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Francis v. Camel Point Ranch, Inc.

Court of Appeals of Colorado, First Division

July 18, 2019

Larry Francis, individual and minority shareholder, Fred Karsten, individual and minority shareholder, and Dennis Kelly, individual and minority shareholder, Plaintiffs-Appellees,
v.
Camel Point Ranch, Inc., a Colorado corporation, Defendant-Appellant.

          Mesa County District Court No. 16CV30433 Honorable Brian J. Flynn, Judge

          Wheeler Trigg O'Donnell LLP, Scott S. Barker, Kenneth E. Stalzer, Denver, Colorado, for Plaintiffs-Appellees

          Coleman & Quigley, LLC, Joseph Coleman, Isaiah Quigley, Denver, Colorado, for Defendant-Appellant

          OPINION

          GROVE, JUDGE.

         ¶1 In this case, as best we can tell, one or more shareholders of defendant, Camel Point Ranch, Inc. (appellants), appeal the trial court's order dissolving the corporation. They purport to do so on Camel's behalf, notwithstanding their failure to get approval from - or even consult with - the receiver whom the trial court appointed to wind up the corporation's affairs. Because we conclude that only the receiver may act on behalf of the corporation, we dismiss the appeal.[1]

         I. Background

         ¶2 A group of investors formed Camel[2] in 1987 to purchase 1480 acres southwest of Grand Junction in Mesa County. The land, Camel's only material asset, was to be used by its shareholders for hunting and recreation. Camel had ten original shareholders, who together constituted the original board of directors. Over time, two of the original shareholders sold their shares and one investor bought in to the corporation, leaving a total of nine shareholders.

         ¶3 After years of discord culminated in a corporate management deadlock and a failure to elect new officers at two consecutive annual meetings, plaintiffs, Larry Francis, Fred Karsten, and Dennis Kelly, who were three of the nine shareholders, filed a claim for judicial dissolution under section 7-114-301(2), C.R.S. 2018. In a merits order issued after a five-day bench trial, the trial court entered a decree of dissolution under section 7-114-304, C.R.S. 2018.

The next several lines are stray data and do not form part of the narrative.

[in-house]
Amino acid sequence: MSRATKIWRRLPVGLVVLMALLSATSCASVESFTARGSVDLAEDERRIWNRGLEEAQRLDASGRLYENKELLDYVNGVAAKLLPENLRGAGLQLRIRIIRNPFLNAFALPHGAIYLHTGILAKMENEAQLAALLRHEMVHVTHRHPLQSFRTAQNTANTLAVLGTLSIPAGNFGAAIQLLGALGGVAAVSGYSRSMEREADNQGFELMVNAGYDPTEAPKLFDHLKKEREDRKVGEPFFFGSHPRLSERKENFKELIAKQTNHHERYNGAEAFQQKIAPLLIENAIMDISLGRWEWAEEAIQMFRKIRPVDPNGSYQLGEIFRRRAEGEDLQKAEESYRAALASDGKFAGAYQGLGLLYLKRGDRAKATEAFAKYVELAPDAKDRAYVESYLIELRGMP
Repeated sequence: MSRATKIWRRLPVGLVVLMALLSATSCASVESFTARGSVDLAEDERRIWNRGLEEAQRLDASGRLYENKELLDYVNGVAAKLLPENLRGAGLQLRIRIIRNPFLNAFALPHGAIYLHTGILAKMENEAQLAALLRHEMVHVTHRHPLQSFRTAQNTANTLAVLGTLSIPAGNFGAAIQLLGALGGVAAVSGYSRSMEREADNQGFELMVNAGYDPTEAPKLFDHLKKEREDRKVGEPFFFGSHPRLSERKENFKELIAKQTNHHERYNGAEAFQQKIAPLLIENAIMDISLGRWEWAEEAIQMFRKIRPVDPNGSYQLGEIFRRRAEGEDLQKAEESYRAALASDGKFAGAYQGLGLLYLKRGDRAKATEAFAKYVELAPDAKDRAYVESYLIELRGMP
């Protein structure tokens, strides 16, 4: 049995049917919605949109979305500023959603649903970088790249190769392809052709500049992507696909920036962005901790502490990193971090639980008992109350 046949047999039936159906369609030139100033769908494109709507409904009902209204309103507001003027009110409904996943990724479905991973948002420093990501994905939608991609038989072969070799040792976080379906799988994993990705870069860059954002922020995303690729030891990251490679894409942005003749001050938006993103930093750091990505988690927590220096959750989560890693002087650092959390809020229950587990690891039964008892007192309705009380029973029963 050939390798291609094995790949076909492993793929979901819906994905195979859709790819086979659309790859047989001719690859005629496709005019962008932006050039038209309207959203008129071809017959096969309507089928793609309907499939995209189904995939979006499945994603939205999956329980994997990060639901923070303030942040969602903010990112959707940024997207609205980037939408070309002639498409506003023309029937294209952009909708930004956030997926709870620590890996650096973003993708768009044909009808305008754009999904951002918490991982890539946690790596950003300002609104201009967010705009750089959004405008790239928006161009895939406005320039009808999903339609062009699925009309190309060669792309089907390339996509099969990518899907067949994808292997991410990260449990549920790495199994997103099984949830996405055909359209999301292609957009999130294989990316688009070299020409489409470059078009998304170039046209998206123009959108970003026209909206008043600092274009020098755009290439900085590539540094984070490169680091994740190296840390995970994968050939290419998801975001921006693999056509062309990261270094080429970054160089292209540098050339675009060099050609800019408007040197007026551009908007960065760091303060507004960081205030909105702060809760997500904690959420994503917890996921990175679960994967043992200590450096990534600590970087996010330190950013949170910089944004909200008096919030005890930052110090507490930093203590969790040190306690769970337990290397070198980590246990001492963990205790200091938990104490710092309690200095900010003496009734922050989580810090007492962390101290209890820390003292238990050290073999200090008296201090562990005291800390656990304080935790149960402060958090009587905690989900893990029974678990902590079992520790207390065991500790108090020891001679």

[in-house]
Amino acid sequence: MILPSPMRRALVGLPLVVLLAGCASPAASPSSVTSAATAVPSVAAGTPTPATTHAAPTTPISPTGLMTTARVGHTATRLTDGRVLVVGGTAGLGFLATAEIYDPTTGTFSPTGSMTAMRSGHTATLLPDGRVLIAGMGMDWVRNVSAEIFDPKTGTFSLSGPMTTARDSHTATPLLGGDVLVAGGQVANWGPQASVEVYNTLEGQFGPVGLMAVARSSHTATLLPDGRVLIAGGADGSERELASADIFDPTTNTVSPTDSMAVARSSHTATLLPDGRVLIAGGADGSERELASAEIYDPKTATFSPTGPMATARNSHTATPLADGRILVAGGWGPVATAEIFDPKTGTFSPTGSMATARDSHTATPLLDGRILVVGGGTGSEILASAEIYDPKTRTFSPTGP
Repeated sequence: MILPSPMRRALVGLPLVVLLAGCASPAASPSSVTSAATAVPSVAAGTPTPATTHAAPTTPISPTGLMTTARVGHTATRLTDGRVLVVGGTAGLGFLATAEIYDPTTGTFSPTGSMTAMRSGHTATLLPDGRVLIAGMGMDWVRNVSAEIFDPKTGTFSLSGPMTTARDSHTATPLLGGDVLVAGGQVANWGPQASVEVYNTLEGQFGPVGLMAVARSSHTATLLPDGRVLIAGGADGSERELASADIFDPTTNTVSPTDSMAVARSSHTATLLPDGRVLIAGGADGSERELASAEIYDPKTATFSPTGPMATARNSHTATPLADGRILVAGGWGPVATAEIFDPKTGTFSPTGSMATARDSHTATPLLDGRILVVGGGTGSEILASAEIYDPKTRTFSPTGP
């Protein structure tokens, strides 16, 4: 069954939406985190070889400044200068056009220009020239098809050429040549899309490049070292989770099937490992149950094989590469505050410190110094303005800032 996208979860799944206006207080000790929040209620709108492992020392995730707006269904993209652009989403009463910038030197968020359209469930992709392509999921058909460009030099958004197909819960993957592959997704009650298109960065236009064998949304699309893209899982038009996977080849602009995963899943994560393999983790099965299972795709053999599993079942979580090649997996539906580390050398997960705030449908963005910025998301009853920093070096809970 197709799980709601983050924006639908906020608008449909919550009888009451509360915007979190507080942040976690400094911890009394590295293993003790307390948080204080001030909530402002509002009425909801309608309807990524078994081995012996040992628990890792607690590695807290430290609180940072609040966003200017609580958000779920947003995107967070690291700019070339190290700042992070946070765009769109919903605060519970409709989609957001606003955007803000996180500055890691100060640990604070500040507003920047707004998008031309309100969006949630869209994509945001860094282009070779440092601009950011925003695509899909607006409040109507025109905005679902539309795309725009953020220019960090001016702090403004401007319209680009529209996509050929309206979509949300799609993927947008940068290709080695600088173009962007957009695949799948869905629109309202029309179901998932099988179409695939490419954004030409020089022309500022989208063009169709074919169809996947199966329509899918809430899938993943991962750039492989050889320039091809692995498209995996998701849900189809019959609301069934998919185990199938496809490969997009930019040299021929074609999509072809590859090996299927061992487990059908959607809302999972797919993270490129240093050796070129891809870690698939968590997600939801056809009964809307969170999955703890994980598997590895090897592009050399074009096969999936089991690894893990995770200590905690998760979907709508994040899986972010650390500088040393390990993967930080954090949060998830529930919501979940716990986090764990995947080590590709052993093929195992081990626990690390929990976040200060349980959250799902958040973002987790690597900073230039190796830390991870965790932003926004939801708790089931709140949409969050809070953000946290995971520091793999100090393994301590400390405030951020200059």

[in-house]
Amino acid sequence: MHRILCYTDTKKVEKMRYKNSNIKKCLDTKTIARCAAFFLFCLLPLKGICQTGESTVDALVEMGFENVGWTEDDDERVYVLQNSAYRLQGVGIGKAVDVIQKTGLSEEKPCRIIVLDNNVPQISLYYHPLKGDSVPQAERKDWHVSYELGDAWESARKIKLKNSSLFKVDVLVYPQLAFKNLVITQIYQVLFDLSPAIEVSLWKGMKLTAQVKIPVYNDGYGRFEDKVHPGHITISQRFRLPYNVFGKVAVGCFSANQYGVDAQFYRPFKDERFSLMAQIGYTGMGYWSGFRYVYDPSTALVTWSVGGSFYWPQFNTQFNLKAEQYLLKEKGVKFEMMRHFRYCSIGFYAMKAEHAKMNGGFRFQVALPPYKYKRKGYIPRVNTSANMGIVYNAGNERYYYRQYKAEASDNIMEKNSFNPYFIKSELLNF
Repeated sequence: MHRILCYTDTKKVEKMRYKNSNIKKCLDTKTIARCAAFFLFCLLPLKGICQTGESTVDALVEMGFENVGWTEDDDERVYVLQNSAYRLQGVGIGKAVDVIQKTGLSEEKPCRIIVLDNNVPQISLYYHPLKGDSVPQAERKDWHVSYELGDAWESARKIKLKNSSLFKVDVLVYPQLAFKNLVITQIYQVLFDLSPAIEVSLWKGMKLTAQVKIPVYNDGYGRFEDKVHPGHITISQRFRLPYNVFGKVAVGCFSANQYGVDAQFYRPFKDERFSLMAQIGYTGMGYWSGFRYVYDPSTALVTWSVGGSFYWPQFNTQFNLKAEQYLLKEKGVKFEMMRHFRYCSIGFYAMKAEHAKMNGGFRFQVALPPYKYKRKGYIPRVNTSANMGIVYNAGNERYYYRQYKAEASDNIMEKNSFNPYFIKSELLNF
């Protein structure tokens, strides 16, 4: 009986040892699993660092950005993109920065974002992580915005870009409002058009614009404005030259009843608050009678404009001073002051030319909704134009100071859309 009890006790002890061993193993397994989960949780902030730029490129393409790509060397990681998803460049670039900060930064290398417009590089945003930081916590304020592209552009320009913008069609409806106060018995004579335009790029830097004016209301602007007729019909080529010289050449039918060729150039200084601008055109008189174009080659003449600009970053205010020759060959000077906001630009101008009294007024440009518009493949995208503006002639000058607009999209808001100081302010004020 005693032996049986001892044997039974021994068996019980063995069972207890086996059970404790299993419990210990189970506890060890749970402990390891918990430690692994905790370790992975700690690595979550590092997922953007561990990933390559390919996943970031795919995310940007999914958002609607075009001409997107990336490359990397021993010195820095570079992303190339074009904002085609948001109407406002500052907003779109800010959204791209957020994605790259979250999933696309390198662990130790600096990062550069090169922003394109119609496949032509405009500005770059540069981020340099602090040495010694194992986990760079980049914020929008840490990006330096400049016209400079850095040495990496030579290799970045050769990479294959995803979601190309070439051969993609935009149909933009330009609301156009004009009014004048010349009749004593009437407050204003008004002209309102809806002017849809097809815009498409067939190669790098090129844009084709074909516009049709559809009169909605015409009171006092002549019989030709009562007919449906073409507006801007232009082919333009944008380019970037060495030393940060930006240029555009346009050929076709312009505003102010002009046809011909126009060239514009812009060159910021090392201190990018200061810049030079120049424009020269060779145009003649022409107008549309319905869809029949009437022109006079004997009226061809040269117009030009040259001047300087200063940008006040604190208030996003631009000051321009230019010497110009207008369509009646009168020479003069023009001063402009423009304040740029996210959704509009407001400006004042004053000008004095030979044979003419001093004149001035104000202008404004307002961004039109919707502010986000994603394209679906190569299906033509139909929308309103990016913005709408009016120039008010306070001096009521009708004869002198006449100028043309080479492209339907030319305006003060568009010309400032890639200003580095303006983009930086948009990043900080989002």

¶4 The merits order stated that the trial court would "appoint a receiver to manage the business and affairs of Camel and to wind up and liquidate its assets," and that the receiver "shall have all authority and power to run Camel and protect its assets . . . and all powers reasonably necessary to carry out [those] duties." The order appointing the receiver followed a short time later, and stated in relevant part:

The receiver 'may exercise all the powers of the corporation, through or in place of its board of directors and officers, to the extent necessary to manage the affairs of the corporation in the best interests of its shareholders and creditors.' C.R.S. § 7-114-303(3)(b). The receiver shall have all authority and power to run Camel and protect its assets. . . .

         ¶5 Camel did not appeal the order appointing the receiver, but it - or, more precisely, attorneys apparently working on behalf of one or more of Camel's officers - did timely file a notice of appeal of the district court's final order on the merits. The notice of appeal, however, was filed without the approval of either the receiver or the trial court.[3] The receiver's lack of involvement, together with the officers' lack of authority to act on behalf of the now-dissolved corporation, prompted plaintiffs to file a motion to dismiss the appeal. We grant that motion for the reasons outlined below.

         II. Discussion

         ¶6 We do not reach the merits of the trial court's dissolution order because we hold that once the receiver was appointed, the right to appeal vested in him. Appellants, therefore, without having made any demand on the receiver to appeal (and without requesting relief from the trial court if the receiver refused), cannot take up the corporate mantle and appeal the trial court's order in Camel's name. Accordingly, we dismiss the appeal.

         A. Effect of a Receiver's Appointment on Corporate Powers and Authority of Shareholders and Officers to Act on ...


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